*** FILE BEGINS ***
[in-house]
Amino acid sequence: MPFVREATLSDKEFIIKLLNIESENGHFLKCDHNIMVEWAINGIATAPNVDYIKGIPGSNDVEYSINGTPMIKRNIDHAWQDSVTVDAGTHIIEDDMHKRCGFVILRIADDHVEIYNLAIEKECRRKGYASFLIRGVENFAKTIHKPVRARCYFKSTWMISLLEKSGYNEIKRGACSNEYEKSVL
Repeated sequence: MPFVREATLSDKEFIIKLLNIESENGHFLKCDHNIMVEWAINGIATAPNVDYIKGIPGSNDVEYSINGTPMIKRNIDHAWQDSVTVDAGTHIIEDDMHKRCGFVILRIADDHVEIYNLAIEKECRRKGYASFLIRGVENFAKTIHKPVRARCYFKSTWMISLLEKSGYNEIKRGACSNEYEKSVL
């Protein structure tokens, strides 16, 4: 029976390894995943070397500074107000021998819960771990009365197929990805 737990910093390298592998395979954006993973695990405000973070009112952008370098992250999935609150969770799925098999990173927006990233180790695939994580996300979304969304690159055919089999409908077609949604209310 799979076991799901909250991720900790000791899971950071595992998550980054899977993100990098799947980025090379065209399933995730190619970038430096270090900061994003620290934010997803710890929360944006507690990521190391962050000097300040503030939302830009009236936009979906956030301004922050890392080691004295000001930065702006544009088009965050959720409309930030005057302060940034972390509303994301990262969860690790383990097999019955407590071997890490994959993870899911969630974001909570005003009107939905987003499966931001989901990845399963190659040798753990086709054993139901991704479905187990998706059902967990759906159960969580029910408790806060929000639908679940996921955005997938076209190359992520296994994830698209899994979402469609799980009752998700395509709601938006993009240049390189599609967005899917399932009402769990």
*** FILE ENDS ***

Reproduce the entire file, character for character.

[in-house]
Amino acid sequence: MPFVREATLSDKEFIIKLLNIESENGHFLKCDHNIMVEWAINGIATAPNVDYIKGIPGSNDVEYSINGTPMIKRNIDHAWQDSVTVDAGTHIIEDDMHKRCGFVILRIADDHVEIYNLAIEKECRRKGYASFLIRGVENFAKTIHKPVRARCYFKSTWMISLLEKSGYNEIKRGACSNEYEKSVL
Repeated sequence: MPFVREATLSDKEFIIKLLNIESENGHFLKCDHNIMVEWAINGIATAPNVDYIKGIPGSNDVEYSINGTPMIKRNIDHAWQDSVTVDAGTHIIEDDMHKRCGFVILRIADDHVEIYNLAIEKECRRKGYASFLIRGVENFAKTIHKPVRARCYFKSTWMISLLEKSGYNEIKRGACSNEYEKSVL
């Protein structure tokens, strides 16, 4: 029976390894995943070397500074107000021998819960771990009365197929990805 737990910093390298592998395979954006993973695990405000973070009112952008370098992250999935609150969770799925098999990173927006990233180790695939994580996300979304969304690159055919089999409908077609949604209310 799979076991799901909250991720900790000791899971950071595992998550980054899977993100990098799947980025090379065209399933995730190619970038430096270090900061994003620290934010997803710890929360944006507690990521190391962050000097300040503030939302830009009236936009979906956030301004922050890392080691004295000001930065702006544009088009965050959720409309930030005057302060940034972390509303994301990262969860690790383990097999019955407590071997890490994959993870899911969630974001909570005003009107939905987003499966931001989901990845399963190659040798753990086709054993139901991704479905187990998706059902967990759906159960969580029910408790806060929000639908679940996921955005997938076209190359992520296994994830698209899994979402469609799980009752998700395509709601938006993009240049390189599609967005899917399932009402769990």